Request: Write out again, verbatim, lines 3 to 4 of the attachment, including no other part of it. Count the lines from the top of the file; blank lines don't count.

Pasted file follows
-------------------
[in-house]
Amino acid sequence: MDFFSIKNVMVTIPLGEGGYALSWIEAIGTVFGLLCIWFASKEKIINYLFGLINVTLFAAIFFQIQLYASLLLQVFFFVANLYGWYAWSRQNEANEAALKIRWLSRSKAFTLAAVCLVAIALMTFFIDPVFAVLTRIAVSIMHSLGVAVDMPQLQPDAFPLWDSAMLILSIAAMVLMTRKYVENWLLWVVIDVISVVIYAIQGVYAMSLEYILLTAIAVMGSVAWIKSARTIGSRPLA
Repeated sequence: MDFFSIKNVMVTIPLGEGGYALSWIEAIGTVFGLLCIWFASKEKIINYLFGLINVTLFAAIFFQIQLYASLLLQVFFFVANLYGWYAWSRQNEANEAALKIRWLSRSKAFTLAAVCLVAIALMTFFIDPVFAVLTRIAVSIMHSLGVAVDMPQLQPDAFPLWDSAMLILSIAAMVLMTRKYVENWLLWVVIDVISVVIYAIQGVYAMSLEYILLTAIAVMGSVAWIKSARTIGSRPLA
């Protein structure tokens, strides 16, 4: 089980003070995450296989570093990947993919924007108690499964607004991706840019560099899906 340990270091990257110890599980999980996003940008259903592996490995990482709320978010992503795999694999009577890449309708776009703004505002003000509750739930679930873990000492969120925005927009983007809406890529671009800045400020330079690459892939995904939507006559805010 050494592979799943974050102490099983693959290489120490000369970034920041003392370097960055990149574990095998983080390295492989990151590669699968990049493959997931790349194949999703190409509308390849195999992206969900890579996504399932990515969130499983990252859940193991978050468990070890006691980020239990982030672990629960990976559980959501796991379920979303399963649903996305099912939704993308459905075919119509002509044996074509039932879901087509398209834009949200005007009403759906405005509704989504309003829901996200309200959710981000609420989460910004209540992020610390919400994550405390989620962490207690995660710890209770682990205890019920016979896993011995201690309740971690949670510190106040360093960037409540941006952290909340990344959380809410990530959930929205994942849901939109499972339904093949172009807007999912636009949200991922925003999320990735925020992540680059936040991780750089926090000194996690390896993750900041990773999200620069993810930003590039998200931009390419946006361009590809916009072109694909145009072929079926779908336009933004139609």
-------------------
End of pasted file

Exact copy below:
Repeated sequence: MDFFSIKNVMVTIPLGEGGYALSWIEAIGTVFGLLCIWFASKEKIINYLFGLINVTLFAAIFFQIQLYASLLLQVFFFVANLYGWYAWSRQNEANEAALKIRWLSRSKAFTLAAVCLVAIALMTFFIDPVFAVLTRIAVSIMHSLGVAVDMPQLQPDAFPLWDSAMLILSIAAMVLMTRKYVENWLLWVVIDVISVVIYAIQGVYAMSLEYILLTAIAVMGSVAWIKSARTIGSRPLA
């Protein structure tokens, strides 16, 4: 089980003070995450296989570093990947993919924007108690499964607004991706840019560099899906 340990270091990257110890599980999980996003940008259903592996490995990482709320978010992503795999694999009577890449309708776009703004505002003000509750739930679930873990000492969120925005927009983007809406890529671009800045400020330079690459892939995904939507006559805010 050494592979799943974050102490099983693959290489120490000369970034920041003392370097960055990149574990095998983080390295492989990151590669699968990049493959997931790349194949999703190409509308390849195999992206969900890579996504399932990515969130499983990252859940193991978050468990070890006691980020239990982030672990629960990976559980959501796991379920979303399963649903996305099912939704993308459905075919119509002509044996074509039932879901087509398209834009949200005007009403759906405005509704989504309003829901996200309200959710981000609420989460910004209540992020610390919400994550405390989620962490207690995660710890209770682990205890019920016979896993011995201690309740971690949670510190106040360093960037409540941006952290909340990344959380809410990530959930929205994942849901939109499972339904093949172009807007999912636009949200991922925003999320990735925020992540680059936040991780750089926090000194996690390896993750900041990773999200620069993810930003590039998200931009390419946006361009590809916009072109694909145009072929079926779908336009933004139609």